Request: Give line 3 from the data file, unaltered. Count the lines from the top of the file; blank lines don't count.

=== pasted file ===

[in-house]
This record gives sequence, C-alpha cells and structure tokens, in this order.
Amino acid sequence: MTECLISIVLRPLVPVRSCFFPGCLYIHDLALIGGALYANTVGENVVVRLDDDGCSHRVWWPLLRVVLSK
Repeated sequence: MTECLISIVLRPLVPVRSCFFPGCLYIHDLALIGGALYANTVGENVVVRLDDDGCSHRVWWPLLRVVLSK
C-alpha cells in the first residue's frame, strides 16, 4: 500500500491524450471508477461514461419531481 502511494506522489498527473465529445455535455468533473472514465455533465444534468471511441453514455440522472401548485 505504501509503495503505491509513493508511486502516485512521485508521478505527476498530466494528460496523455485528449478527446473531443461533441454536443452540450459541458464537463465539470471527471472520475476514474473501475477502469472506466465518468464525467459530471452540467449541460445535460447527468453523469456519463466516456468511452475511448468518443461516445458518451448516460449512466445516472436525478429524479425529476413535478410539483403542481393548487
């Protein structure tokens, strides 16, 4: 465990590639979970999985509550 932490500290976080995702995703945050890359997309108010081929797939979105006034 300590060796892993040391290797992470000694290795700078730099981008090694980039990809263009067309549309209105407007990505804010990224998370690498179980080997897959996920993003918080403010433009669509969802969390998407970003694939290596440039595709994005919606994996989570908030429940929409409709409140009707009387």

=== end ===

Amino acid sequence: MTECLISIVLRPLVPVRSCFFPGCLYIHDLALIGGALYANTVGENVVVRLDDDGCSHRVWWPLLRVVLSK